Individualization of believing and the logic of pluralism today inevitably bring a redefinition of the role of religion in the lives of individuals as well as societies themselves. New concepts and new theories are necessary to try to describe and understand how such processes work: this is without doubt the most problematic and intriguing aspect of the processes of change that characterize our era. This is a difficulty that makes us use only partially, and often with much caution, words, concepts and theories that until not long ago had a convincing heuristic and explanatory power and were, at least apparently, indisputable. Once it is established that under the sacred vaults of religion nothing is created and nothing is destroyed, but everything is preserved and transformed, what are the connections that are now being established with the sacred in society? The concepts “spirituality” and “post-secular” give important insights into the new religious landscape.
Giuseppe Giordan is Senior Lecturer in Sociology at the University of Padua. From 2007 he has served as Secretary of the Sociology of Religion Section of the Italian Sociological Association, and from 2009 as General Secretary of the International Society for the Sociology of Religion (ISSR/SISR). With Enzo Pace and Luigi Berzano he edits the Annual Review of the Sociology of Religion, also published by Brill.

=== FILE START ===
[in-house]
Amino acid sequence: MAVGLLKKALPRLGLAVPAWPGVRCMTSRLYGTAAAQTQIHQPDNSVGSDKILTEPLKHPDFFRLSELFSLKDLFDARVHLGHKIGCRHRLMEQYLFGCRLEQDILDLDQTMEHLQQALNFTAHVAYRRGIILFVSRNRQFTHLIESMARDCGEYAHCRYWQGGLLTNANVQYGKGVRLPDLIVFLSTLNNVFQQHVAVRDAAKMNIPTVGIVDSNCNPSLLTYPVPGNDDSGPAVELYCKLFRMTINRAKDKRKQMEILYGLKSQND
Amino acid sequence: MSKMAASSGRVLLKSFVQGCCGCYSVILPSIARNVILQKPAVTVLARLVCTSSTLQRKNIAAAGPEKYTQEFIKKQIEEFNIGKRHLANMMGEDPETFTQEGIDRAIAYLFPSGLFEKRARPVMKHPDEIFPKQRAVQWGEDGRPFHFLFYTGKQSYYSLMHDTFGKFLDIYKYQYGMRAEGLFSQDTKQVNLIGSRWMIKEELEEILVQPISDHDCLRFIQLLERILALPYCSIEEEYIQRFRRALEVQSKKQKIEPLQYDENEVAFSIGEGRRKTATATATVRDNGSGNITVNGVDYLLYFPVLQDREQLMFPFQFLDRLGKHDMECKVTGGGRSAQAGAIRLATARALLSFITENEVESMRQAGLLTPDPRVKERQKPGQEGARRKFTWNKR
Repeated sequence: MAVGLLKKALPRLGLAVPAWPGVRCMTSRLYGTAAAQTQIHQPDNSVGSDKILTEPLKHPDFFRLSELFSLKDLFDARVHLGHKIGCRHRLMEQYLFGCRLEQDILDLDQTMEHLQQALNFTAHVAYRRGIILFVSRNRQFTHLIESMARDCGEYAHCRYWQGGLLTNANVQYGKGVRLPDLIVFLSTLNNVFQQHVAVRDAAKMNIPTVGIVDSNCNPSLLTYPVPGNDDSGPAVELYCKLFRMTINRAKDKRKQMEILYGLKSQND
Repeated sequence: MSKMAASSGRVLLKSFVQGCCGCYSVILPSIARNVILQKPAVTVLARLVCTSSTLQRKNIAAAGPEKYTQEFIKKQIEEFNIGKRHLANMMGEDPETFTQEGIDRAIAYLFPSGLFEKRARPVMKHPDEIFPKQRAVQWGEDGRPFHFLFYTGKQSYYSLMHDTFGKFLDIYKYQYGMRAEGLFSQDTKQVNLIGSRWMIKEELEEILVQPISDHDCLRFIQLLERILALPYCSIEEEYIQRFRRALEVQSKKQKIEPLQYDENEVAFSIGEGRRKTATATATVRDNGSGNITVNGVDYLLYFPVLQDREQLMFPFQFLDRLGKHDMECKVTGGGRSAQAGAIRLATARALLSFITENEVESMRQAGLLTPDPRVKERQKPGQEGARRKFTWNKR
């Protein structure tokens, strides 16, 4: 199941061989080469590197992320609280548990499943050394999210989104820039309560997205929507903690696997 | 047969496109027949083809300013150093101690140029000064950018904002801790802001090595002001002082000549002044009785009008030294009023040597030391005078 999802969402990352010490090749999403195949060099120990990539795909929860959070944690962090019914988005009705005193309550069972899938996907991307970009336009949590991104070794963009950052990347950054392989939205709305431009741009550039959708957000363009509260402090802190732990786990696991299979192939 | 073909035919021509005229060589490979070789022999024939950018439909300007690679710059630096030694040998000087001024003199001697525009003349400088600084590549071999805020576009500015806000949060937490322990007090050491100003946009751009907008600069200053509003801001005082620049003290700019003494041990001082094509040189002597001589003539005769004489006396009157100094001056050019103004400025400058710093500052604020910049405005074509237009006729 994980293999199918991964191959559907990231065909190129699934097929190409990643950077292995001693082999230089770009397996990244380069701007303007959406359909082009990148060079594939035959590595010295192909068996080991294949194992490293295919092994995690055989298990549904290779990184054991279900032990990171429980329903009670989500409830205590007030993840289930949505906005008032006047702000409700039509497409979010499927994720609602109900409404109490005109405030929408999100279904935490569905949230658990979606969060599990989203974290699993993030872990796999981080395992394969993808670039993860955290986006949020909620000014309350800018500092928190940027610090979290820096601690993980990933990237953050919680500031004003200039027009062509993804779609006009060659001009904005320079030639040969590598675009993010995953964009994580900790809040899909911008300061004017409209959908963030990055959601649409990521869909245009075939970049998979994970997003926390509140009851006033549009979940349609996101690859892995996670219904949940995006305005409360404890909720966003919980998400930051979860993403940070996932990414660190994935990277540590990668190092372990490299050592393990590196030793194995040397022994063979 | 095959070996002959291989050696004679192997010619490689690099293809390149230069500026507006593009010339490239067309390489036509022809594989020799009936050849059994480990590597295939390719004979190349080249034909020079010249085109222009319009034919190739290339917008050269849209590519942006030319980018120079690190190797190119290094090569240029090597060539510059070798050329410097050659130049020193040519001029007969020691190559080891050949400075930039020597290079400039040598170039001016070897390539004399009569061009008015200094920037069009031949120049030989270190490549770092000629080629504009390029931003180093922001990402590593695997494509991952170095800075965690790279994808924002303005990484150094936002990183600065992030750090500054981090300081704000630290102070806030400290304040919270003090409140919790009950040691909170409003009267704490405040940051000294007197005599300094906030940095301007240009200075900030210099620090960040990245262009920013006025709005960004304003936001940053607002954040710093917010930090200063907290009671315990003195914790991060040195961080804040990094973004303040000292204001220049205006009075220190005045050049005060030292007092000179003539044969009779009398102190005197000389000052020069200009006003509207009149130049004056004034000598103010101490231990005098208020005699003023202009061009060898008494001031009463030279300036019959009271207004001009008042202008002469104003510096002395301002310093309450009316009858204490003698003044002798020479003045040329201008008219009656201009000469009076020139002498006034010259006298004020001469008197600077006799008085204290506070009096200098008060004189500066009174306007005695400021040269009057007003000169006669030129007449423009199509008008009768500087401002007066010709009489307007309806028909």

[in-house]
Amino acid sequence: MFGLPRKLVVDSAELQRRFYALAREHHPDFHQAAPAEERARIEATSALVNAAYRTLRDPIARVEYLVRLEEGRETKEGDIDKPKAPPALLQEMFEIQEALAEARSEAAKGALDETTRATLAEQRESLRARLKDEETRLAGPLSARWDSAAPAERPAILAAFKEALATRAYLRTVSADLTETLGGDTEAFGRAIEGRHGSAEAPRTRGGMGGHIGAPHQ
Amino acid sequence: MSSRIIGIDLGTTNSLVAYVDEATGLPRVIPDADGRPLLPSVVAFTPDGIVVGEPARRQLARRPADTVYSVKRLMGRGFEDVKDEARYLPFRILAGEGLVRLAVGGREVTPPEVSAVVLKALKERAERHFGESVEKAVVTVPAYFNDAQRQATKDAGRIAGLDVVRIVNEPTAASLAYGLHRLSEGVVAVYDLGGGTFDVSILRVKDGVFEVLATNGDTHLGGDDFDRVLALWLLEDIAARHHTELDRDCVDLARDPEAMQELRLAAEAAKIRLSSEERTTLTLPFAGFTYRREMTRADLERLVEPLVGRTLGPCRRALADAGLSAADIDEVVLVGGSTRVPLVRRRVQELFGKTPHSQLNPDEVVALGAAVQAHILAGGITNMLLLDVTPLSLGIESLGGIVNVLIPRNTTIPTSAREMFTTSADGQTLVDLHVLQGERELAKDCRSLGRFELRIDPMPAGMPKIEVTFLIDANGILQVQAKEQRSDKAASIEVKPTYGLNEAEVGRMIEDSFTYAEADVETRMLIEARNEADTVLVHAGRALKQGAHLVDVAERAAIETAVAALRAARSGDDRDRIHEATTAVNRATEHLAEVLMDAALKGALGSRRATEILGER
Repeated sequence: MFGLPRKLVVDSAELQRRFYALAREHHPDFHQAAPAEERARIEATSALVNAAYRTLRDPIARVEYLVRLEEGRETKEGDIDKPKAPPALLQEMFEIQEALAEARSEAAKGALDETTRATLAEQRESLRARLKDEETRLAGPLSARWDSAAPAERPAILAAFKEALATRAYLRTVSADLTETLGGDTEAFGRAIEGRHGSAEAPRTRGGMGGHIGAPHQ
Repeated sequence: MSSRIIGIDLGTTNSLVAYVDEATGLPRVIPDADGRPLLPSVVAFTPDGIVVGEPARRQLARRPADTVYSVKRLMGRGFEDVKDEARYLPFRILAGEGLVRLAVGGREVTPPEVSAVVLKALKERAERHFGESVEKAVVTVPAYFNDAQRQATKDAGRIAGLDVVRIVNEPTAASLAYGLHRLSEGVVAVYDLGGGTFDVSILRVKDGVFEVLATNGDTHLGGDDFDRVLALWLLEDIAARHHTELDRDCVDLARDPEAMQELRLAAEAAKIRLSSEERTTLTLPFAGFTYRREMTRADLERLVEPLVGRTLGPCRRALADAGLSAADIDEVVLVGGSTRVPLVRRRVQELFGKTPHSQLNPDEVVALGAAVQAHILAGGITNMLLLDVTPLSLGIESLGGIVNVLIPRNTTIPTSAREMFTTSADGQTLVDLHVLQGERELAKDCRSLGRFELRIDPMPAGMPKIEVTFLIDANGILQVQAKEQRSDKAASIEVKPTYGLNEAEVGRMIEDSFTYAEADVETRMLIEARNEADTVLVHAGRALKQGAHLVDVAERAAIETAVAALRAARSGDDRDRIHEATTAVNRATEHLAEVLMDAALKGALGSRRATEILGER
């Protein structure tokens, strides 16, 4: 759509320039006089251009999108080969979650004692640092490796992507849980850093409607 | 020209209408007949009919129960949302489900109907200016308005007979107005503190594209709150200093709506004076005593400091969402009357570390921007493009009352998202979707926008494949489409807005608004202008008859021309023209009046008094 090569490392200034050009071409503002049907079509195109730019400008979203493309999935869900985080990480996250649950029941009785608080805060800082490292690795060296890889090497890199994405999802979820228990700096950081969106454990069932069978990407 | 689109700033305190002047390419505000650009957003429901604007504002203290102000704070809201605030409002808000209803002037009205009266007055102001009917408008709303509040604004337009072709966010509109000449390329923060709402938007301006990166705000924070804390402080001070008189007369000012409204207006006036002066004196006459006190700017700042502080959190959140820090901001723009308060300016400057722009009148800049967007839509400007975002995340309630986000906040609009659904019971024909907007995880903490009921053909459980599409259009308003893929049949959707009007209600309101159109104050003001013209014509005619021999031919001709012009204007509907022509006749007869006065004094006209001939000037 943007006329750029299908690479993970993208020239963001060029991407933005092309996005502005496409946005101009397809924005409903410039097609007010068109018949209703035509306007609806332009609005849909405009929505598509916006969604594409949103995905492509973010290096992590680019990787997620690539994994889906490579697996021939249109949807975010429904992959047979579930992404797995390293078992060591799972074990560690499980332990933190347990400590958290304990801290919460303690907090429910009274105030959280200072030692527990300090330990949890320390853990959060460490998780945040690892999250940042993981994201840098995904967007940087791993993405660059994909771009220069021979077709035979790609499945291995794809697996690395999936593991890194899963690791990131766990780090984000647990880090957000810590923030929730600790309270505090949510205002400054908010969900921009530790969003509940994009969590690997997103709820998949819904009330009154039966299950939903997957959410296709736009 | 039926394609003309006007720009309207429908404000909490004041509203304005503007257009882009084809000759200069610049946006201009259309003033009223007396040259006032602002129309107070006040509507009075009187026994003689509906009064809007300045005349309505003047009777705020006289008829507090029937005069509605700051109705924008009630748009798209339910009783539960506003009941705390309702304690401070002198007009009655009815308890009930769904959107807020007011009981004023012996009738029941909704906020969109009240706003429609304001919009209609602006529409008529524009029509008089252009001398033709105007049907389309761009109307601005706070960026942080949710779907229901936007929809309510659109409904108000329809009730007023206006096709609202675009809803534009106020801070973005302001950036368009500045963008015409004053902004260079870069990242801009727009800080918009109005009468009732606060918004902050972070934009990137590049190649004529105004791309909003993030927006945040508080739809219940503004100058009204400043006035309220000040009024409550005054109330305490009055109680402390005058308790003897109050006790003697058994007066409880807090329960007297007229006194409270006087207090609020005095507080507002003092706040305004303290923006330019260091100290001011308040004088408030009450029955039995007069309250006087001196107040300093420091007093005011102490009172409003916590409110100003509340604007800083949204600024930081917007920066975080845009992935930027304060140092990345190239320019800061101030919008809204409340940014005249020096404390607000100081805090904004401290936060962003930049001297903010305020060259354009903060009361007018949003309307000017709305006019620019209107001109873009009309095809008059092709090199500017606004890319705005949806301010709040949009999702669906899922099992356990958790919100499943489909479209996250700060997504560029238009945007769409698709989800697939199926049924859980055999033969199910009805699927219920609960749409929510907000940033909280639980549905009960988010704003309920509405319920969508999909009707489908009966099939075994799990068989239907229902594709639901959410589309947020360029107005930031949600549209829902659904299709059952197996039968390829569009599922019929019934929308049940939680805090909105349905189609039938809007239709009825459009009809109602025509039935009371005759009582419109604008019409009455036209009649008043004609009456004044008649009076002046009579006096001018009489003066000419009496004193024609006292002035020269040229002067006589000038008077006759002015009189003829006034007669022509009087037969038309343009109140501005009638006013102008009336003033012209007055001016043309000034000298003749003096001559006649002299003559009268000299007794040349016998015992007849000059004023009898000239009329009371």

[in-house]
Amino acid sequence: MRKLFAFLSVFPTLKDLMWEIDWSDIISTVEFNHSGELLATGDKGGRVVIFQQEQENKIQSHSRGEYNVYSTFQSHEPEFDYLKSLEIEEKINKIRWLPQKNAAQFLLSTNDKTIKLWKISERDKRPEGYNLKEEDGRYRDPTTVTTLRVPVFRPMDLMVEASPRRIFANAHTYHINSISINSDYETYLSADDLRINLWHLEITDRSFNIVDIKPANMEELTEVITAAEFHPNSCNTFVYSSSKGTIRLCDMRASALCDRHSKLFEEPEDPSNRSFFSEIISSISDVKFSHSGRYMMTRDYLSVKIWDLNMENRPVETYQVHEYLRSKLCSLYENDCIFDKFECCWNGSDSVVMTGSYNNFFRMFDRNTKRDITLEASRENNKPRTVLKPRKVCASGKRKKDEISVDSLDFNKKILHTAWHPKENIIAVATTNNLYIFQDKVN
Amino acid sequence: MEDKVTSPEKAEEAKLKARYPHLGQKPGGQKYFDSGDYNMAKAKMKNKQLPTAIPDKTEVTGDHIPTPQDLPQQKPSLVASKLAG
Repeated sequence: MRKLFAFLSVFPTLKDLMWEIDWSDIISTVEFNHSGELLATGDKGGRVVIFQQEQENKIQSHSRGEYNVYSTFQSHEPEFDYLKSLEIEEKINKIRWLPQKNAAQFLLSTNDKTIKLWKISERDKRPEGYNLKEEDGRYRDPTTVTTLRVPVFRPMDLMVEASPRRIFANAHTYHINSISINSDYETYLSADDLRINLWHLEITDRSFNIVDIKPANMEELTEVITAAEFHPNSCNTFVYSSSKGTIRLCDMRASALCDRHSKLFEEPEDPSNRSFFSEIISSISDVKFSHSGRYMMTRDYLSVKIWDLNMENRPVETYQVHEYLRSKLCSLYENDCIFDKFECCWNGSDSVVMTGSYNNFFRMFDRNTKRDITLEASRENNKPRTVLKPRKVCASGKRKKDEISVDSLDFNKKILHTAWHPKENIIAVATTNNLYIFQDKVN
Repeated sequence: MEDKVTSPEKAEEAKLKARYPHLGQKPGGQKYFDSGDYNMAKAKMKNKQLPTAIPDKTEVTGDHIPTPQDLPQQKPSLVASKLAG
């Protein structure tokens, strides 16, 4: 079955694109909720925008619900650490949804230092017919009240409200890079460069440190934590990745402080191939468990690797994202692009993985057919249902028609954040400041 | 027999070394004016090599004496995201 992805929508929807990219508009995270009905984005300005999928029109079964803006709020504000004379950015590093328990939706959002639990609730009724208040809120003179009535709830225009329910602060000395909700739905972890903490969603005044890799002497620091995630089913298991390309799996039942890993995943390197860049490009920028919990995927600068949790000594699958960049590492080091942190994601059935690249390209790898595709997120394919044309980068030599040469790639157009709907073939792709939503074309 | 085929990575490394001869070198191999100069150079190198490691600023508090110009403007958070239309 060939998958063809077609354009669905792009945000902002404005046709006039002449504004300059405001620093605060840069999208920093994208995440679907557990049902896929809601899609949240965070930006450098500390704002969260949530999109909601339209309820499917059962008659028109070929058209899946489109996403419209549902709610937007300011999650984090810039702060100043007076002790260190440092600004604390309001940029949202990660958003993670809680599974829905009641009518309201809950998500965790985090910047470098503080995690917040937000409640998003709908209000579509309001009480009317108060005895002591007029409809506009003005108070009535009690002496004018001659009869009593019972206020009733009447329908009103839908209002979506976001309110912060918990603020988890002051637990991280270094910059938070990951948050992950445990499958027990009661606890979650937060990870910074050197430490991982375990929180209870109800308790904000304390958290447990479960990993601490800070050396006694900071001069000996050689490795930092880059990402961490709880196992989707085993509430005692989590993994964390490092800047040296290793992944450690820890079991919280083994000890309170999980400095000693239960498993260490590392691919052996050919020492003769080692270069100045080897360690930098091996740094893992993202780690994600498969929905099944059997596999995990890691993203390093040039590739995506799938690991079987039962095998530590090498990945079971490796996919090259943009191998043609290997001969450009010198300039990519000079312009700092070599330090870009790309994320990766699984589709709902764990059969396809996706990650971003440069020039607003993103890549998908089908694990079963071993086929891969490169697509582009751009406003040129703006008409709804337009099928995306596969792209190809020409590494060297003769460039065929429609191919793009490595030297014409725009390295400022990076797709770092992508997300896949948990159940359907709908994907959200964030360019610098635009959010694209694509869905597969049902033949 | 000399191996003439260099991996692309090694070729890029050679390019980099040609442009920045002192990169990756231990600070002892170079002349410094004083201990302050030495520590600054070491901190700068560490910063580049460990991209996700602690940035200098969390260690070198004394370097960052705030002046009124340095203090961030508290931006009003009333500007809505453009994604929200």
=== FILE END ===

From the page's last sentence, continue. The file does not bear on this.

Enzo Pace, Professor of Sociology and Sociology of Religion at the Faculty of Political Sciences of the University of Padua, is the Director of the Department of Sociology and of the Interdepartmental Center on Intercultural Studies of the University of Padua. He is also Past-President of the International Society for the Sociology (ISSR/SISR) and a Directeur d’Études at ÉHÉSS in Paris.
Contributors include: Anhony J. Blasi, Yong Chen, Monica Chilese, Emanuela Contiero, Elisabetta di Giovanni, Anat Feldman, Isabella Jonveaux, Ruth Illman, Liselotte Frisk, Fatma Sundal, and Sophie-Hélène Trigeaud.
This volume will be of interest both to those interested in the responses of traditional religions to conditions of postmodernity and to those seeking to interpret the postmodern "experience" in religious terms.